When I’d consider following someone down a dangerous path in my formative years, my Mother would ask: “Would you jump off a cliff just because he did?” More than once, I earned a lecture about thinking for myself and leading others up the high road. As a young leader, I translated that lesson into a phrase I picked up in the Army: “If it’s stupid, it’s not our policy!”Read More›
Diversity is a complex issue because it comes in all shapes and sizes. It has been and continues to be the subject of much debate in business communities across the globe. As an Executive Recruiter, I have been asked to identify candidates who are diverse in terms of race, ethnicity, gender and even geography. One type of diversity that has more recently begun to receive subtle yet perceptible attention is age diversity.
What? You may ask yourself! Age diversity in a country where federal and state laws prohibit questions about age?Read More›
Leadership not deeply rooted in a foundation of truth is leadership destined to fail. The reality is the best leaders are also absolutists when it comes to truth – they view truth as a non-negotiable. However in the wake of some of the recent, and highly publicized business, financial, and political scandals, it’s not too difficult to understand how some may actually question the existence of truth in business or government. If you peel back the layers on most of the debacles that often transform themselves into highly sensationalized headlines, you’ll see they often begin with rationalizations, justifications, posturing, and spin being substituted for the truth. In today’s column I’ll address the often overlooked benefits of truth telling as a key success metric.
A leader is a dealer in hope.
While that quote is attributed to Napoleon, it was put into practice last week by Governor Chris Christie of New Jersey. The day after the devastating fire the destroyed part of the boardwalk at Seaside Park and Seaside Heights – an area that had just been rebuilt after Hurricane Sandy – Christie said he would not let the people down. “I will not permit all the work we’ve done over the last 10 months to be diminished or destroyed by what happened last night.”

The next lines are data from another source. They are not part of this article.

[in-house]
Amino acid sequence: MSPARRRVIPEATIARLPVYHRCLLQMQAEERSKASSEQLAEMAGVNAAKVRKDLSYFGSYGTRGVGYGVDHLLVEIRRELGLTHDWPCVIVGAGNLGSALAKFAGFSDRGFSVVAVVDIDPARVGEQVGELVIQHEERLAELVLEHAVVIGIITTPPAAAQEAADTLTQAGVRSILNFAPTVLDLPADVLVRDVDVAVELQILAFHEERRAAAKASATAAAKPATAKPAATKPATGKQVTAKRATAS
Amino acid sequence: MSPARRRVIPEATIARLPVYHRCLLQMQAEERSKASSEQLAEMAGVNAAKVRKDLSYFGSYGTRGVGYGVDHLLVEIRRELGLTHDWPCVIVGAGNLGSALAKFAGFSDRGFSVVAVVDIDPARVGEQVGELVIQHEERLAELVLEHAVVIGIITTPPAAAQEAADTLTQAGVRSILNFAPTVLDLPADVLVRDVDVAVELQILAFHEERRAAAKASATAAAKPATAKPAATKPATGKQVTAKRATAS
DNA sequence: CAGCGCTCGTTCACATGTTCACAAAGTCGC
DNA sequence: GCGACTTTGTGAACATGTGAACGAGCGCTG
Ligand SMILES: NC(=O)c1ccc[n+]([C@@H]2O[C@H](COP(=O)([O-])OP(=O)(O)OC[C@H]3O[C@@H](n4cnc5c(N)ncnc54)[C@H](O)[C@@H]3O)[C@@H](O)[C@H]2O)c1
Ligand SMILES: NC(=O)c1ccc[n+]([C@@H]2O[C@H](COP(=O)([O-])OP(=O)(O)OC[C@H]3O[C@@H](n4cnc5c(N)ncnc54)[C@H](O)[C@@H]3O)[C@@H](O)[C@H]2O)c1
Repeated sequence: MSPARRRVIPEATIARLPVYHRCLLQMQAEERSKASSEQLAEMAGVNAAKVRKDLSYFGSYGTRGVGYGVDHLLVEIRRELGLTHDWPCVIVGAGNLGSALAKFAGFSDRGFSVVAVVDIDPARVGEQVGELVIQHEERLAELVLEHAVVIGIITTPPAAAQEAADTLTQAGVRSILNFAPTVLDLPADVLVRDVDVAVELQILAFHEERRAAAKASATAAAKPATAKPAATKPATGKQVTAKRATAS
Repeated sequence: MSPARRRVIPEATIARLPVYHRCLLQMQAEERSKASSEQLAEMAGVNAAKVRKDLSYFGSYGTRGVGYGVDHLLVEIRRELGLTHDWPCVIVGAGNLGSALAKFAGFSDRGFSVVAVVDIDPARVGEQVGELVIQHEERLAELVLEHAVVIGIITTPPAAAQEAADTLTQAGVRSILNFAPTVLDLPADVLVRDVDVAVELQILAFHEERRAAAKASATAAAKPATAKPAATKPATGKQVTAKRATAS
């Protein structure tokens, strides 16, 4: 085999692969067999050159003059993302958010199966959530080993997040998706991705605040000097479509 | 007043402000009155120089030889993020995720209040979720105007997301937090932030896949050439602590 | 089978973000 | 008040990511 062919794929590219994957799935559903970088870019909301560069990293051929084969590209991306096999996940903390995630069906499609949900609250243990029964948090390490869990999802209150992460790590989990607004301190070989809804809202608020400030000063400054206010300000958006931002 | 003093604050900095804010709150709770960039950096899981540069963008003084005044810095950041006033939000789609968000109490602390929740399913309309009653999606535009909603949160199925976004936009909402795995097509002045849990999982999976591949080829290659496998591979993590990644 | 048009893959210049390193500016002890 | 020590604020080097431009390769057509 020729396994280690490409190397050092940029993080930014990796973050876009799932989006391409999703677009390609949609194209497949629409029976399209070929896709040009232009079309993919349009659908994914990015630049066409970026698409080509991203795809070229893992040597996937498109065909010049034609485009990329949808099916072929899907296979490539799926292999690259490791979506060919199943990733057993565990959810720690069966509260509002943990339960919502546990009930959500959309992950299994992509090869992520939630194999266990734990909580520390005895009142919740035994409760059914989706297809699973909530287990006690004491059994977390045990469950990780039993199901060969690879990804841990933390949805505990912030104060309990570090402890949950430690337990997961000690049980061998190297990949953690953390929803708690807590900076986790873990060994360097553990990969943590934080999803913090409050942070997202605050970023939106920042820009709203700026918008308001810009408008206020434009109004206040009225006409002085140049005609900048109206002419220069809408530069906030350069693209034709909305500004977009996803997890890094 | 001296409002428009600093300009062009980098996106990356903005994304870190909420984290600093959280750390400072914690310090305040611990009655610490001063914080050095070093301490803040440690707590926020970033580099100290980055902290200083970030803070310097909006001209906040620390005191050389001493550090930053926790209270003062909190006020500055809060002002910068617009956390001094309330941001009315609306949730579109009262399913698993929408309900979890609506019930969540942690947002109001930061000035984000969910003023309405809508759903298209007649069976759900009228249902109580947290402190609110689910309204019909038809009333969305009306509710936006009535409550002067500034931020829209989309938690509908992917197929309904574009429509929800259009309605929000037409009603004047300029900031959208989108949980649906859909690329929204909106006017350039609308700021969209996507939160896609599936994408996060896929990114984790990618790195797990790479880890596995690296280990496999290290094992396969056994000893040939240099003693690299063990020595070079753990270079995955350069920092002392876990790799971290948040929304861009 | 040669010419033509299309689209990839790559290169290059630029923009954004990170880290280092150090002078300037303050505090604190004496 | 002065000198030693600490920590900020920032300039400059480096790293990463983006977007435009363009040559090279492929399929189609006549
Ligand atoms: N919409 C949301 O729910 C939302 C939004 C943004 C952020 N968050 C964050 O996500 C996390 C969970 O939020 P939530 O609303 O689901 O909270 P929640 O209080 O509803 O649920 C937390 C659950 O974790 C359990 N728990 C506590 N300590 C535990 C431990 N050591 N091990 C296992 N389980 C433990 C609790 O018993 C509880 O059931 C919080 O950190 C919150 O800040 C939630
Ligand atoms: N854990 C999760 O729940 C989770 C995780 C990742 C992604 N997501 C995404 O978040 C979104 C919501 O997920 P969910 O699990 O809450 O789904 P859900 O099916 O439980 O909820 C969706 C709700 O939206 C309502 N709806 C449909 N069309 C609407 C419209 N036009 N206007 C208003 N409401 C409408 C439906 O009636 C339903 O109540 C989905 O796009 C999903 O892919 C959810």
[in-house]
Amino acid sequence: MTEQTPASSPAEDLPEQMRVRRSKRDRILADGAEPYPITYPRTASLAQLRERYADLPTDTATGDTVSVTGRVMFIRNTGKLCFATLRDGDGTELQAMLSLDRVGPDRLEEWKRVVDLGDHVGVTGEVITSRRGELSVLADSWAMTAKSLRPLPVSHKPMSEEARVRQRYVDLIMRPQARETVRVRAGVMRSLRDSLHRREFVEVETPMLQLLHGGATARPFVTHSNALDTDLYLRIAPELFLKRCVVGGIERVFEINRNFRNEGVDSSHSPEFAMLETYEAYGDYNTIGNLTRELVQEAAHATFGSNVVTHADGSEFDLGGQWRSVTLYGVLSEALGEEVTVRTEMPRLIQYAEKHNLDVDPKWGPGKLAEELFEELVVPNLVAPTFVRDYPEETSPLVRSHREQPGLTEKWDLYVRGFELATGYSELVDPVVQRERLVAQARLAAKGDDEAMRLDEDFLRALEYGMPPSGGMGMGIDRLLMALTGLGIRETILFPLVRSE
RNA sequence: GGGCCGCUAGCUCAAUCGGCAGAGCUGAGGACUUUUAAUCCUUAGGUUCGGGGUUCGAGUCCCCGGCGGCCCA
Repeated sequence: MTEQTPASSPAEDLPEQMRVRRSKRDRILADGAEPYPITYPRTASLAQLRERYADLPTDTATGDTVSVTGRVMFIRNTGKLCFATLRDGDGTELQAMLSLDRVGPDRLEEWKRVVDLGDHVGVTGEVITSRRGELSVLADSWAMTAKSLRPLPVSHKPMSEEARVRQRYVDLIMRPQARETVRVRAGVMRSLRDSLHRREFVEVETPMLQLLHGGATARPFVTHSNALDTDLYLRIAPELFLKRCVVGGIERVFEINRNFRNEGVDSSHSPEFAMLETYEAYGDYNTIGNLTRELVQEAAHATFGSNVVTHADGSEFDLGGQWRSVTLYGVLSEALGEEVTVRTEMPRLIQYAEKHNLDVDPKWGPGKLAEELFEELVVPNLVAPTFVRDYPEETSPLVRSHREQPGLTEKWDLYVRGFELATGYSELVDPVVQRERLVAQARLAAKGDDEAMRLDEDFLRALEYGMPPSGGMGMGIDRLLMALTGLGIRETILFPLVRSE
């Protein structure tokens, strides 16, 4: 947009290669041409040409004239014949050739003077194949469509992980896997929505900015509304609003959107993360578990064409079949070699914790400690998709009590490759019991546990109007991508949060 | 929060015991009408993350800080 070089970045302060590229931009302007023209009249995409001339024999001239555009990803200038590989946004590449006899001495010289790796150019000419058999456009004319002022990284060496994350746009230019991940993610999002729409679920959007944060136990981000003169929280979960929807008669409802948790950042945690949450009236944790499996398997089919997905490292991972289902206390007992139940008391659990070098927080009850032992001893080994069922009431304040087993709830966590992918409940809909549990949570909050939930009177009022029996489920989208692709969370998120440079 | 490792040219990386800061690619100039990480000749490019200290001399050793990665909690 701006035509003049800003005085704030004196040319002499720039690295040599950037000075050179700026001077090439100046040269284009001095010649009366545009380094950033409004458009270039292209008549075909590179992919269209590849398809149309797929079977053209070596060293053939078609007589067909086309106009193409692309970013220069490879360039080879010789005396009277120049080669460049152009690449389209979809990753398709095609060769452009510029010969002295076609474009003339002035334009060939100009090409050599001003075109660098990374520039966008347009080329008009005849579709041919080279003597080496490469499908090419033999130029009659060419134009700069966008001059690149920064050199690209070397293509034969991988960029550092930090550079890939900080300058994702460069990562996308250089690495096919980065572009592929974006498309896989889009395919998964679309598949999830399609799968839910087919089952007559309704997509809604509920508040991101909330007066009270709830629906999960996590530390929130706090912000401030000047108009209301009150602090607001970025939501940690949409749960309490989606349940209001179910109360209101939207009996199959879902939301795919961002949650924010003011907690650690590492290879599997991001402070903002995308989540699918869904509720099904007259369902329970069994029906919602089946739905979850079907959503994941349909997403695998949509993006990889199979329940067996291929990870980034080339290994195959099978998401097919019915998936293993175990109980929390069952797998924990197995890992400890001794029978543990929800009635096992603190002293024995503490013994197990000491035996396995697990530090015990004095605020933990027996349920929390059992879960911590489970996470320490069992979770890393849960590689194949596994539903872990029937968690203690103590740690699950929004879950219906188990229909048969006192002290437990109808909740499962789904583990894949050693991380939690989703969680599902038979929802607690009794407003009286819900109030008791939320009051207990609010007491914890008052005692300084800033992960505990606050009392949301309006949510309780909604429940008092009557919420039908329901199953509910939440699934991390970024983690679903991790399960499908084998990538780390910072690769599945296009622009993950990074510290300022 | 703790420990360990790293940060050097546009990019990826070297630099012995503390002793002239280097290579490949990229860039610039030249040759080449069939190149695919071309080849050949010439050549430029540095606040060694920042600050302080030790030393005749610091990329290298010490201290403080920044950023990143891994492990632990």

As rapidly as times change and business evolves, one topic clearly hasn’t kept pace – board diversity. With all the news about the economy, the impact of the affordable health care act, and other media favorites, few things are as telling with regard to the state of Corporate America than the lack of diversity in the boardroom.
When you think it might do some good, pick up the phone and call.
That’s a mantra that Pope Francis is following. As reported in the New York Times, the Jesuit Pope is making waves again with his informality. Over the past few months he has been “cold calling” people who have written to him. His reason is to offer comfort. For example, he counseled a woman in Argentina (his homeland) who had been raped by a police officer. He offered to baptize a child in Italy whose father wanted the child aborted. And he comforted an Italian man who had experienced personal loss, including the murder of his brother.
Would you rather be liked or loved?
That question came to me as I observed a going away party for an executive who was moving to another job within the same organization. Her staff had come together to send her out with glad tidings and as part of the event a few people stood up and spoke about what this executive had done for them and for the organization. The sense of appreciation and gratitude was tangible.
One question I hear from executives is this: How can I tell if people want to follow me?
The answer to that question lies in your example. The way you communicate, challenge, plan and evaluate. Here are five questions to ask yourself to check if you are on track.
The U.S. response to Syrian chemical weapons dominates this week’s news. Thankfully, most of our problems are simpler than the President’s, but the Syria puzzle exposes the risk of one leadership tactic–leaders who draw red lines are likely to get stained in the process.
We draw these lines for a variety of reasons but mostly because it’s easy. They are ultimatums used as a negotiating tool with actors beyond our direct control. They are binary, “If you, then I,” propositions. Leaders take the same approach with people they control and call their ultimatums policies using language like, “you will,” or, “you will not.” But like most things in life, just because it’s easy doesn’t make it the best course of action.Read More›